Now, is it wrong to pray directly to Jesus as God? No, it’s not wrong. Neither is it wrong to directly pray to God the Holy Spirit. We want to acknowledge that the general emphasis in the Scriptures is to direct our prayers to God the Father, and I think that’s a fine pattern. But there’s nothing wrong with praying to God the Son and God the Holy Spirit.
Are Christians today to keep biblical holidays?
I will assume that you’re referring to the feasts of ancient Israel. Some Christians keep those feasts today; most Christians don’t. Let me refer you to last week’s the lead question of our Q&A, where we discussed Christians and the Sabbath. I’ll summarize: No, Christians are not under obligation to keep the Jewish feasts, such as Jewish New Year, Rosh Hashana, Passover, Purim, the Feast of Tabernacles, and so on. Christians are not obligated to keep these feasts.
However, we do have freedom in Jesus Christ to keep them. If someone wants to keep them, and keep them unto the glory of God, in recognition of how Jesus has fulfilled these feasts, praise the Lord – it can be a wonderful thing. But we should not put that obligation upon ourselves or upon other brothers or sisters. We have freedom in Jesus Christ to observe those aspects of the ceremonial law or to not observe those aspects in ceremonial law, as we may feel led, and according to our conscience. We are not forbidden to keep them, but neither are we commanded to keep them.
What will we eat in the Millennium?
In the Millennium, since nothing will harm us on the holy mountain, what will we eat that can take the place of meat?
We’re going to eat angel food cake in the Millennium. No, of course, I’m joking. I don’t know what we’re going to eat the Millennium. It could be produced from the ground. It could be something like manna, a divine creation of food and sustenance. Or it could be something that we can’t even conceive of now. The Bible doesn’t specifically say. There are some indications that in the Millennium, humanity will revert to a vegetarian diet. I don’t think it’s clear enough to be dogmatic about it, but there are indications of that.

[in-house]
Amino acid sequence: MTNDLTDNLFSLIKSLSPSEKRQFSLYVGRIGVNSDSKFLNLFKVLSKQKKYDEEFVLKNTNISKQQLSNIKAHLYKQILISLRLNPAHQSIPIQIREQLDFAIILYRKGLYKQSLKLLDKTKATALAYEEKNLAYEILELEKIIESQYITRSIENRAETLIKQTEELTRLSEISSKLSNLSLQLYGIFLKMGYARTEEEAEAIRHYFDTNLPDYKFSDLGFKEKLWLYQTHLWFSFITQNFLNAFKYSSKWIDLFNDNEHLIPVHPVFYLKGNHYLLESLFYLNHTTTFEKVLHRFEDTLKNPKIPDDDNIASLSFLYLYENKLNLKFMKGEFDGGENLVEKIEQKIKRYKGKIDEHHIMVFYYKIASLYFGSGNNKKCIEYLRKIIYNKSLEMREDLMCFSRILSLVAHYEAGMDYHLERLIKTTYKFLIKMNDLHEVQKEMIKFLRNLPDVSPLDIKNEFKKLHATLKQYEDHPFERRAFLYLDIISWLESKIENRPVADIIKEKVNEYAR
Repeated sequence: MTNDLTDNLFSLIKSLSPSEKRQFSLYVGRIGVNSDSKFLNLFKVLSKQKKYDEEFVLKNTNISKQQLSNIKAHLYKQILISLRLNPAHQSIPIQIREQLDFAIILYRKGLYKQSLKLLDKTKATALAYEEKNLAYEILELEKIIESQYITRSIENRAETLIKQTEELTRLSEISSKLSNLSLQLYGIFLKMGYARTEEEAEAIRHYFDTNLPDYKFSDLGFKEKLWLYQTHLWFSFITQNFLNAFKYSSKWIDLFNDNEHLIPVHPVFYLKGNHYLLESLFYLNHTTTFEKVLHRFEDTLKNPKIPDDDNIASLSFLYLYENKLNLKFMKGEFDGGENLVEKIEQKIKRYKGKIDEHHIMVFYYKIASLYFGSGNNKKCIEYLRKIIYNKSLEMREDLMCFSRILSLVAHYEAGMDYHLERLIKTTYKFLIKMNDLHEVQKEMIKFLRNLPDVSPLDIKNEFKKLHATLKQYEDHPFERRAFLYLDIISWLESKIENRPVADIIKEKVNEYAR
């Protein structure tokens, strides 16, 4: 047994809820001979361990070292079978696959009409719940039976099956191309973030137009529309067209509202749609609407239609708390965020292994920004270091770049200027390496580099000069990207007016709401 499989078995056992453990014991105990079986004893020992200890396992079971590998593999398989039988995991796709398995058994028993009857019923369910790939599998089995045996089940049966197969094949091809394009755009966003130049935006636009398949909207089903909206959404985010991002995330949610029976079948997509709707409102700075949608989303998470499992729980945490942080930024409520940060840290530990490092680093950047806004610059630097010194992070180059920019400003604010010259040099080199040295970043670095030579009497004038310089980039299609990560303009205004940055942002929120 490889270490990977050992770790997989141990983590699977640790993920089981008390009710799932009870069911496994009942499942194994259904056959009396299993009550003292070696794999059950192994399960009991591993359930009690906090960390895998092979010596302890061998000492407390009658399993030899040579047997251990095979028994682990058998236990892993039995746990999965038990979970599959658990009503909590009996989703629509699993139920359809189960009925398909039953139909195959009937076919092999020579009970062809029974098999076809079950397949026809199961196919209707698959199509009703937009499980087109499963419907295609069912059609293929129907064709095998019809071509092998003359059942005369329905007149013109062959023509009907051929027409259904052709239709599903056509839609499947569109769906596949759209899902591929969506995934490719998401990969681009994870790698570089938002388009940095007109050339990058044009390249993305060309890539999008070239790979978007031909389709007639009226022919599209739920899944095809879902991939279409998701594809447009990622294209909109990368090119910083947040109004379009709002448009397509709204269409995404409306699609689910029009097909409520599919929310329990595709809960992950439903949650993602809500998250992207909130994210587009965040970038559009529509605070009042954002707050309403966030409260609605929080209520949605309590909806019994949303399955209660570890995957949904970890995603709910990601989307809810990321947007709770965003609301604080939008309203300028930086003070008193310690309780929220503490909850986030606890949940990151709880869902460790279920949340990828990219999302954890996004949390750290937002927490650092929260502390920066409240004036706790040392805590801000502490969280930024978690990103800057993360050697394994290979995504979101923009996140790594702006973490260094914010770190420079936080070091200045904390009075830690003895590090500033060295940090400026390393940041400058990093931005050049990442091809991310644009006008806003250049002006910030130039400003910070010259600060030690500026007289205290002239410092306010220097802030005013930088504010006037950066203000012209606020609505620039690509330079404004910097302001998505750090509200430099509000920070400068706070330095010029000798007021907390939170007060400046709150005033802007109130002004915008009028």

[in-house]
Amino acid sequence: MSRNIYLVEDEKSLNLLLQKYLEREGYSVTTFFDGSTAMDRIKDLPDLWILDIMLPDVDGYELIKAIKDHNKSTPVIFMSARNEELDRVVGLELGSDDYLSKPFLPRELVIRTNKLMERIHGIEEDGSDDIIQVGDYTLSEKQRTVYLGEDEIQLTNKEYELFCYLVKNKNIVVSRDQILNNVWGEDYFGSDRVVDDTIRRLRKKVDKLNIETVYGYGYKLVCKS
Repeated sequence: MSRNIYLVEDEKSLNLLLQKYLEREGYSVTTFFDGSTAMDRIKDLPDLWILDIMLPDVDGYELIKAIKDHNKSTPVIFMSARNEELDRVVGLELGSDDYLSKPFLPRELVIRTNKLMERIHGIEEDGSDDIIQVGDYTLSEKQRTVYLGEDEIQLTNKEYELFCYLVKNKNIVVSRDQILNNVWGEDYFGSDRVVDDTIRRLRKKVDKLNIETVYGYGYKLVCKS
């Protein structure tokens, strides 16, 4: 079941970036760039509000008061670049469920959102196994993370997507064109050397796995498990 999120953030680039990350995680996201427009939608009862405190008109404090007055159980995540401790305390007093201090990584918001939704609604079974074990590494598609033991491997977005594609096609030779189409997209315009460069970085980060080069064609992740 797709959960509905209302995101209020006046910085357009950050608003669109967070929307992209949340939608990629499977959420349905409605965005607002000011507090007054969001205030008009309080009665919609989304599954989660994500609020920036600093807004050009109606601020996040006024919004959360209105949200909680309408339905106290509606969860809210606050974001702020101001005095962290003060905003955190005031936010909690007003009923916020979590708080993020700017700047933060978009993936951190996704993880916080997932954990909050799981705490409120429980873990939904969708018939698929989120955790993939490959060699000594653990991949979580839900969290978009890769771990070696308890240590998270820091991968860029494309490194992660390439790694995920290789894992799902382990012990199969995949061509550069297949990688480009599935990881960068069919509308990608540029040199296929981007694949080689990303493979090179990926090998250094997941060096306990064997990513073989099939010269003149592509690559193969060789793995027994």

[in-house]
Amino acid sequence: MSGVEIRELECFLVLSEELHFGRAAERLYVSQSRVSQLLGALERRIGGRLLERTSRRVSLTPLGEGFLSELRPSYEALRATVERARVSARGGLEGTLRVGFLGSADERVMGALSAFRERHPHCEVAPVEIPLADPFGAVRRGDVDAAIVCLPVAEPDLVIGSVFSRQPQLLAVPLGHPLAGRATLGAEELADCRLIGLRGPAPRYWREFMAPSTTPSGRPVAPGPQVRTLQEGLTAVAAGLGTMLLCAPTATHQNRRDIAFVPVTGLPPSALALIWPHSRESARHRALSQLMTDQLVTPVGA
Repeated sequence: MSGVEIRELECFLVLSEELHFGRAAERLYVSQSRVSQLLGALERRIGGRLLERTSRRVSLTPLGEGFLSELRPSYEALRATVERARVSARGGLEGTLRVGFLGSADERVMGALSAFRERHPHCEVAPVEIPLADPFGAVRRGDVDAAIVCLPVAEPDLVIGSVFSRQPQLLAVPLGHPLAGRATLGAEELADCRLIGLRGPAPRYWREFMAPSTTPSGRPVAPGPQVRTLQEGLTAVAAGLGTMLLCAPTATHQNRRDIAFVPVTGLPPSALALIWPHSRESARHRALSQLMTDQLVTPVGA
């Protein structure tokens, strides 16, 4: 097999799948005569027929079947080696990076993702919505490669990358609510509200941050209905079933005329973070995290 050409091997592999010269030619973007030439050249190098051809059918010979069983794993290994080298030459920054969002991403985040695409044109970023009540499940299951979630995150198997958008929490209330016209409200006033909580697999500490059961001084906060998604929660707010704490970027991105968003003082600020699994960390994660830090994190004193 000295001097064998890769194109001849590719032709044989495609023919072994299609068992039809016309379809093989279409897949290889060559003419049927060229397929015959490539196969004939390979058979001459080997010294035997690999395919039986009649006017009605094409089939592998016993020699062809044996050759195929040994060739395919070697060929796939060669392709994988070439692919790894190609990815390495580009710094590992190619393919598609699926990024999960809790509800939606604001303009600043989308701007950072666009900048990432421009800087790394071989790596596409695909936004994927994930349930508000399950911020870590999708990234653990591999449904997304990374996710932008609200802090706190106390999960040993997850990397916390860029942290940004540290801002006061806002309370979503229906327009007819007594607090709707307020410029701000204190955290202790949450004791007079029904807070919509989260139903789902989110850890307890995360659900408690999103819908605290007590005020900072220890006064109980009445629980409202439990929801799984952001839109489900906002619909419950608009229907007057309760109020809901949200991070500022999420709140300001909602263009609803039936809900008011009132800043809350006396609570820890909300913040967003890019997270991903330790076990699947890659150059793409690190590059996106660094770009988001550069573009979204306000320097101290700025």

Of course we will eat the produce of the ground, we may eat something which God especially creates, such as manna. Or maybe we’ll eat something that we just can’t even imagine. But I can promise you this: whatever God gives us to eat in the Millennial Kingdom is going to be great.
Now, I don’t believe that we who are believers and belong to the Church now will be citizens of the Millennial Earth. We will be residents and have access to Millennial Earth, and we will have access to Heaven as well; we’ll have access to both places. But we will be God’s agents to administer and to rule over the Millennial Earth and those who are left behind after the glorious return of Jesus, described at the end of the book of Revelation and other passages.
Are the Hebrew Israelites correct when they say that the covenants, and the giving of the law, and the service of God are for the Israelites, not the Christians?
No, the Hebrew Israelites are incorrect in that. Because very consciously, the New Covenant was going to be offered to the entire Earth. We see this in its Old Testament promises, and we see it in its New Testament fulfillment; the new covenant was intended for the entire earth. The covenant that God made with Abraham has a blessing for the whole earth. But the covenant itself was for Abraham and his genetic descendants, although it obviously contains a blessing for the whole earth. The Mosaic Covenant, the Old Covenant, the covenant of Mount Sinai, that was specifically made with the nation of Israel. But the New Covenant, both in Old Testament promises and in New Testament fulfillment, specifically says that it is for the entire earth and for all the nations.
It would be correct to say that there is a limit to of the covenants, regarding the Old Testament covenants, most notably the Abrahamic covenant. Again, I want to make it clear, the Abrahamic Covenant says that it includes a blessing to the entire earth, but it is not a covenant made with the entire Earth. So there’s the Abrahamic Covenant, the Davidic Covenant, and the Old Covenant or Mosaic Covenant. Those covenants are narrower in whom the covenant is made with: Israel, or the genetic descendants of Abraham, specifically; the covenant descendants of Abraham. But the New Covenant is consciously given to the entire earth. So, I would say that they are incorrect with that assumption.